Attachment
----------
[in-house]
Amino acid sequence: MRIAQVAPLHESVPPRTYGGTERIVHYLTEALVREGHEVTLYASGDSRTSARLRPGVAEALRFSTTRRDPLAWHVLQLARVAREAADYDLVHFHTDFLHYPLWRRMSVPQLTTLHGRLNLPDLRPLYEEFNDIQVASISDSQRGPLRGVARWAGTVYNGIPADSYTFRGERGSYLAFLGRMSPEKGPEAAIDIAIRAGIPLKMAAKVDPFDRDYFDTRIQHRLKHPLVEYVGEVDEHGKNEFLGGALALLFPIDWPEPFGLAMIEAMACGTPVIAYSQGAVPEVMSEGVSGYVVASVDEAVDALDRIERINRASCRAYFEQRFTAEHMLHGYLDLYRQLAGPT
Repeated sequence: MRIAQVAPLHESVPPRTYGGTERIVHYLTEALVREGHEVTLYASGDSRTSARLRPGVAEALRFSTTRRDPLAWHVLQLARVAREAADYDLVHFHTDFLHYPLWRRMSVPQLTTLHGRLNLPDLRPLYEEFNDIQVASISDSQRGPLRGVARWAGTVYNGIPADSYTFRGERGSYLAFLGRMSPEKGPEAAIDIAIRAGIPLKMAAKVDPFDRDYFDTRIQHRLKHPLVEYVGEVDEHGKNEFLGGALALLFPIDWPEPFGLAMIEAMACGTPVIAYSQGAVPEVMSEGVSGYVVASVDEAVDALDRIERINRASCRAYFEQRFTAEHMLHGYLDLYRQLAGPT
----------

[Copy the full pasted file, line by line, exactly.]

[in-house]
Amino acid sequence: MRIAQVAPLHESVPPRTYGGTERIVHYLTEALVREGHEVTLYASGDSRTSARLRPGVAEALRFSTTRRDPLAWHVLQLARVAREAADYDLVHFHTDFLHYPLWRRMSVPQLTTLHGRLNLPDLRPLYEEFNDIQVASISDSQRGPLRGVARWAGTVYNGIPADSYTFRGERGSYLAFLGRMSPEKGPEAAIDIAIRAGIPLKMAAKVDPFDRDYFDTRIQHRLKHPLVEYVGEVDEHGKNEFLGGALALLFPIDWPEPFGLAMIEAMACGTPVIAYSQGAVPEVMSEGVSGYVVASVDEAVDALDRIERINRASCRAYFEQRFTAEHMLHGYLDLYRQLAGPT
Repeated sequence: MRIAQVAPLHESVPPRTYGGTERIVHYLTEALVREGHEVTLYASGDSRTSARLRPGVAEALRFSTTRRDPLAWHVLQLARVAREAADYDLVHFHTDFLHYPLWRRMSVPQLTTLHGRLNLPDLRPLYEEFNDIQVASISDSQRGPLRGVARWAGTVYNGIPADSYTFRGERGSYLAFLGRMSPEKGPEAAIDIAIRAGIPLKMAAKVDPFDRDYFDTRIQHRLKHPLVEYVGEVDEHGKNEFLGGALALLFPIDWPEPFGLAMIEAMACGTPVIAYSQGAVPEVMSEGVSGYVVASVDEAVDALDRIERINRASCRAYFEQRFTAEHMLHGYLDLYRQLAGPT